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Rock musician Rick Wakeman, 47, was born in Middlesex. He found fame as keyboard player of the group Yes, and later as a solo performer. He now has his own production company, and a Christian record label. He will tour the UK later this year. He has five children and lives on the Isle of Man with his third wife, Nina.

Norman Wisdom, 81, was born in London and went on to become Britain's highest-paid comedy actor, giving award-winning performances in films such as Trouble in Store and The Night They Raided Minsky's. In 1995 he was awarded an OBE. He is soon to star in the film adaptation of JB Priestly's Adam & Evil. Divorced, he lives on the Isle of Man

RICK WAKEMAN: I knew Norman lived on the Isle of Man but it wasn't until quite a while after I moved there that we met. This is surprising, because I'm a terrible thespian groupie. I hang around stage doors a lot.

We finally bumped into each other in 1981. I think it was at a charity golf do - we both play. For some reason, when you meet showbusiness people for the first time, because you are in the same business, you tend to talk as if you know each other. Norman was no exception. But there was something more than that. I felt like he had been a friend for years.

You also can't avoid having an image of how showbusiness people will be from their work, and unfortunately they often don't live up to it. I think Norman knew my name but he had no idea what I did. But I had been watching him since I was a little 'un of 11 or 12, so obviously I had built up quite a clear picture, and he was exactly as I had always imagined he would be. We got on like a house on fire.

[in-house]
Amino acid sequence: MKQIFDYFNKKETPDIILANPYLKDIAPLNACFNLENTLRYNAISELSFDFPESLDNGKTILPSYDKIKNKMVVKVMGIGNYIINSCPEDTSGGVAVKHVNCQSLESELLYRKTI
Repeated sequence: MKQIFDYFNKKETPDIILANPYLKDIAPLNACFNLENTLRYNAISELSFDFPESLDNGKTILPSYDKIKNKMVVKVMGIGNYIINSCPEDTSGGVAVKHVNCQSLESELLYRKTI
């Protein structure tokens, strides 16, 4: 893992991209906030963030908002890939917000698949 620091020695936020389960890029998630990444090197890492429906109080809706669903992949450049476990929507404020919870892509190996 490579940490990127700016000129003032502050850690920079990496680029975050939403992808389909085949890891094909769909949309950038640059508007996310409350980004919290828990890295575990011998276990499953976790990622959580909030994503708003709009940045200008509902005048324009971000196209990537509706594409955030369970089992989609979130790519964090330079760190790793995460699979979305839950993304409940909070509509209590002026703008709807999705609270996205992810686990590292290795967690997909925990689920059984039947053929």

Norman has always kept his private life entirely separate from his entertainment work, but he has confided in me in a professional sense. A little while ago, someone offered to write his biography, and at first he didn't want to know. But me and my wife, Nina, kept on at him. We said he should allow a record to be made of his life with his approval, or someone would do it without. He's such a modest guy, but we had to tell him, "You're a major part of comedy history. People want to read about you." Anyway, the book is now being written.

We were chatting over coffee one day, as is our wont, and Norman told me he was still writing. I thought he meant scripts. But he was talking about songs. When he sat at the piano and played me some of the songs, I said he should do an album. They were really melodic and he has a great voice. I started to tape them and then on my days off we began to put something together in the studio. But Norman, bless him, is not budget- conscious, and we went wildly over. It's because he is the ultimate perfectionist. But I could understand that completely. We have similar standards and we both like our work so much that we find it a pain to stop.

Norman has occasionally heard bits and pieces I've written, which I would describe as progressive classical music. But when I play them for him he just looks blank. Norman likes show tunes from musicals that tell a story. He looks disappointed and says things like, "But when's he going to kiss her?" And I have to tell him, "It doesn't happen in this one, Norman."